Mongolia's Gobi Bear: an Endangered Sub-Species

Only 30-50 Gobi bears may survive, but even this estimate is uncertain. They are known to persist only in the region of the Great Gobi Strictly Protected Area of southwestern Mongolia. Because of their present low population size, restricted range, and limited available habitat, these bears are listed in the Mongolian Red Book of Endangered Species, a categorization that was validated by the bear’s designation as Critically Endangered in the November 2005 Mongolian Biodiversity Databank Assessment Workshop.  Additionally, these bears must now accommodate large-scale mineral extraction in their range.

As a part of the Gobi Bear Project, Craighead Beringia South has helped to initiate research and to develop science-based strategies that are effective for the recovery of Mongolia’s Gobi bear population from its present Critically Endangered status.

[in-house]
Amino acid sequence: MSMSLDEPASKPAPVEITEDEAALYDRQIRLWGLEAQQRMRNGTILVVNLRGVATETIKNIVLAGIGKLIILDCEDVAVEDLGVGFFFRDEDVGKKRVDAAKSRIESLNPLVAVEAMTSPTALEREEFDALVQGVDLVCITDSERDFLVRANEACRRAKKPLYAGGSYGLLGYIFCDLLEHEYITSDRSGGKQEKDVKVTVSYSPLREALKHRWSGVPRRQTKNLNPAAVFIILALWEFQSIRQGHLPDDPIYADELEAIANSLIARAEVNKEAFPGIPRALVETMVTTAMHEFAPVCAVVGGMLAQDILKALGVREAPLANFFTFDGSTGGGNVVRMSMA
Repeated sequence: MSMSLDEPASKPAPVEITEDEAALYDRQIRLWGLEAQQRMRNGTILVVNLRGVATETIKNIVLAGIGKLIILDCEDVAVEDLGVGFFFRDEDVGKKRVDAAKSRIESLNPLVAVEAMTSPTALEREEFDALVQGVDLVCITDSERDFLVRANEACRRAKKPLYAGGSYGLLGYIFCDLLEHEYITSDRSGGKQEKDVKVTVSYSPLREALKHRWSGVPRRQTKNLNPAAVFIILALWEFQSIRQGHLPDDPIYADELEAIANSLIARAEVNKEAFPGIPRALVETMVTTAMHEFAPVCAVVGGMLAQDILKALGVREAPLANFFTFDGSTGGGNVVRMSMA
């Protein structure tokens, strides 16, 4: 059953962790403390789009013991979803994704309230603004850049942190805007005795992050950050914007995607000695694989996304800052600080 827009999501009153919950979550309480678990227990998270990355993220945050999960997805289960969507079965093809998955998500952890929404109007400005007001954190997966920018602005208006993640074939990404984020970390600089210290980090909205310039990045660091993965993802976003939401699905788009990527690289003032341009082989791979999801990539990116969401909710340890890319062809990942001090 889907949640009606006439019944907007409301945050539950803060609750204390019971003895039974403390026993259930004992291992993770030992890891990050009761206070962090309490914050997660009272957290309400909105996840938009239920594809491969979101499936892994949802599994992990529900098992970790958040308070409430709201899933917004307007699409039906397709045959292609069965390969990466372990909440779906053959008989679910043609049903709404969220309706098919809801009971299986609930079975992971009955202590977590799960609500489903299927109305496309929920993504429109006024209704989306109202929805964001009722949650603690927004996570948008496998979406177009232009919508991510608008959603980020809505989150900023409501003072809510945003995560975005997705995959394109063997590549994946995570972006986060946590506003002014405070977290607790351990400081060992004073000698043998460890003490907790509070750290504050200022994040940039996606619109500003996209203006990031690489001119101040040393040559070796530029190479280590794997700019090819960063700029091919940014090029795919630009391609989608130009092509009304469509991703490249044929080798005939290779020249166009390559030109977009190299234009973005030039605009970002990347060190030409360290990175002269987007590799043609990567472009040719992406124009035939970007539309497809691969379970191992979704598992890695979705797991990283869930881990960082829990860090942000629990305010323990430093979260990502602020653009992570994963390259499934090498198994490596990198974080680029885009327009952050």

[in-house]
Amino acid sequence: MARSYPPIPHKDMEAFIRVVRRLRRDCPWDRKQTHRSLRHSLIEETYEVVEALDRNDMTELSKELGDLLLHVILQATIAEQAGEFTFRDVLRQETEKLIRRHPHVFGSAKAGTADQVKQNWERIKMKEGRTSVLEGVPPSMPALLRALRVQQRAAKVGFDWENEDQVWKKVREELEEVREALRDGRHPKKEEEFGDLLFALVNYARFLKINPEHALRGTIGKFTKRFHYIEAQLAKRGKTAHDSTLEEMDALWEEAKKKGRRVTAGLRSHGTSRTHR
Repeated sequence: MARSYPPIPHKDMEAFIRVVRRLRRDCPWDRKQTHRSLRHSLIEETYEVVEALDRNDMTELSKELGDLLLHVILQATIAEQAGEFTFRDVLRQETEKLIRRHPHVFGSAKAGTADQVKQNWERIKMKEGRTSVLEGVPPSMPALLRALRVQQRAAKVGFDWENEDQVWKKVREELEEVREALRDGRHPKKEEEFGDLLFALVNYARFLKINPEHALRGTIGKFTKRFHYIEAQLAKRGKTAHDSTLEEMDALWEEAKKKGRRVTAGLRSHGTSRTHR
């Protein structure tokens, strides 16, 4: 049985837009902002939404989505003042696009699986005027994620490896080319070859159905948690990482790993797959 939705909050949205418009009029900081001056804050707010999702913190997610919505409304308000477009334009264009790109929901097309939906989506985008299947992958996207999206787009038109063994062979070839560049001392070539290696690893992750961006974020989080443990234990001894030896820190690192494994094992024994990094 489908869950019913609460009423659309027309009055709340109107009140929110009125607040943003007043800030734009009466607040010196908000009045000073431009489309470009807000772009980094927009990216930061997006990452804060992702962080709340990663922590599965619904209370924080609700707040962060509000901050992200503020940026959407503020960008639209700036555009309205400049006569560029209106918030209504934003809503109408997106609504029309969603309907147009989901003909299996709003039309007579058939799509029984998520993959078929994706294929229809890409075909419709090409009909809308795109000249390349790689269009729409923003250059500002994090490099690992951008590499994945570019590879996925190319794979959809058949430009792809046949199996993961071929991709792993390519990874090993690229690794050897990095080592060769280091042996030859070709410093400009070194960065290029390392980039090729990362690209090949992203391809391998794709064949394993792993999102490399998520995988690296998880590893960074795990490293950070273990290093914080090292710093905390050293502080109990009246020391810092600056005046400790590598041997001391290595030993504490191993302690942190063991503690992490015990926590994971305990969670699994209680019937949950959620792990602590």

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Publications and Data

Gobi Bear Population Survey 2009. Final Report May 2011. Odbayar Tumendemberel, Michael Proctor, Harry Reynolds, Luvsamjamba Amgalan, Tuya Tserenbataa, Mijiddorj Batmunkh, Derek Craighead, Nyambayar Yanjin, David Paetkau.

Presence of the neurotoxic amino acids β -N-methylamino-L-alanine(BMAA) and 2,4-diamino-butyric acid (DAB) in shallow springs from the Gobi Desert. 2009. D. Craighead, J.S. Metcalf, S.A. Banack, L. Amgalan, H.V. Reynolds, and M. Batmunkh. Amyotrophic Lateral Sclerosis, 10: 1, 96 — 100.

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Partners

Mongolian Academy of Science
The Mongolian Ministry of Natural Resources
Great Gobi Special Protected Area biologists and officials